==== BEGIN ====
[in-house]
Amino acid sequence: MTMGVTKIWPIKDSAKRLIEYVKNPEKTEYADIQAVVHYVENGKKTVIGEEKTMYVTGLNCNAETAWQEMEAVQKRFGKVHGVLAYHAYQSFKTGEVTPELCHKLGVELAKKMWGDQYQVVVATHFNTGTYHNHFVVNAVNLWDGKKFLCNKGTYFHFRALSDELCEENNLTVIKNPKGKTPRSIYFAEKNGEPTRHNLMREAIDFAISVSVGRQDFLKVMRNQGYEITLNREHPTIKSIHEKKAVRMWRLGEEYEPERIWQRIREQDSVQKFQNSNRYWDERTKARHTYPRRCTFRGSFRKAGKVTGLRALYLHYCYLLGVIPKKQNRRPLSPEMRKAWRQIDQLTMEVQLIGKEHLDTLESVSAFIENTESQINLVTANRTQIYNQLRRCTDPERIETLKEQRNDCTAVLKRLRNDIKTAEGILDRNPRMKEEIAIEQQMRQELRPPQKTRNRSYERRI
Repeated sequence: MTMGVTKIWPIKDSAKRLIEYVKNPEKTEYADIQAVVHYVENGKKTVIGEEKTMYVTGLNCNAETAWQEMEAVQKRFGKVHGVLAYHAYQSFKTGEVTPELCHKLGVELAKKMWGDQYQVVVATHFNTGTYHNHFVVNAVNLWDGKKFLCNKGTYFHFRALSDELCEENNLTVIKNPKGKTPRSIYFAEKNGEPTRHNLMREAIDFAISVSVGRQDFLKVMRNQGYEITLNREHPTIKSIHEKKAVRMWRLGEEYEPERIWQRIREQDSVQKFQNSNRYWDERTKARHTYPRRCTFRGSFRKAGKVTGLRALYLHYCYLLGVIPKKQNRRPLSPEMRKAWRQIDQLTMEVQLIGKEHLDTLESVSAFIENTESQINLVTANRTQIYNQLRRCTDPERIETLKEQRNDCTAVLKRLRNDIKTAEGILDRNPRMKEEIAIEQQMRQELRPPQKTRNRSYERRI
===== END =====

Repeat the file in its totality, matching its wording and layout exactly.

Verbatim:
[in-house]
Amino acid sequence: MTMGVTKIWPIKDSAKRLIEYVKNPEKTEYADIQAVVHYVENGKKTVIGEEKTMYVTGLNCNAETAWQEMEAVQKRFGKVHGVLAYHAYQSFKTGEVTPELCHKLGVELAKKMWGDQYQVVVATHFNTGTYHNHFVVNAVNLWDGKKFLCNKGTYFHFRALSDELCEENNLTVIKNPKGKTPRSIYFAEKNGEPTRHNLMREAIDFAISVSVGRQDFLKVMRNQGYEITLNREHPTIKSIHEKKAVRMWRLGEEYEPERIWQRIREQDSVQKFQNSNRYWDERTKARHTYPRRCTFRGSFRKAGKVTGLRALYLHYCYLLGVIPKKQNRRPLSPEMRKAWRQIDQLTMEVQLIGKEHLDTLESVSAFIENTESQINLVTANRTQIYNQLRRCTDPERIETLKEQRNDCTAVLKRLRNDIKTAEGILDRNPRMKEEIAIEQQMRQELRPPQKTRNRSYERRI
Repeated sequence: MTMGVTKIWPIKDSAKRLIEYVKNPEKTEYADIQAVVHYVENGKKTVIGEEKTMYVTGLNCNAETAWQEMEAVQKRFGKVHGVLAYHAYQSFKTGEVTPELCHKLGVELAKKMWGDQYQVVVATHFNTGTYHNHFVVNAVNLWDGKKFLCNKGTYFHFRALSDELCEENNLTVIKNPKGKTPRSIYFAEKNGEPTRHNLMREAIDFAISVSVGRQDFLKVMRNQGYEITLNREHPTIKSIHEKKAVRMWRLGEEYEPERIWQRIREQDSVQKFQNSNRYWDERTKARHTYPRRCTFRGSFRKAGKVTGLRALYLHYCYLLGVIPKKQNRRPLSPEMRKAWRQIDQLTMEVQLIGKEHLDTLESVSAFIENTESQINLVTANRTQIYNQLRRCTDPERIETLKEQRNDCTAVLKRLRNDIKTAEGILDRNPRMKEEIAIEQQMRQELRPPQKTRNRSYERRI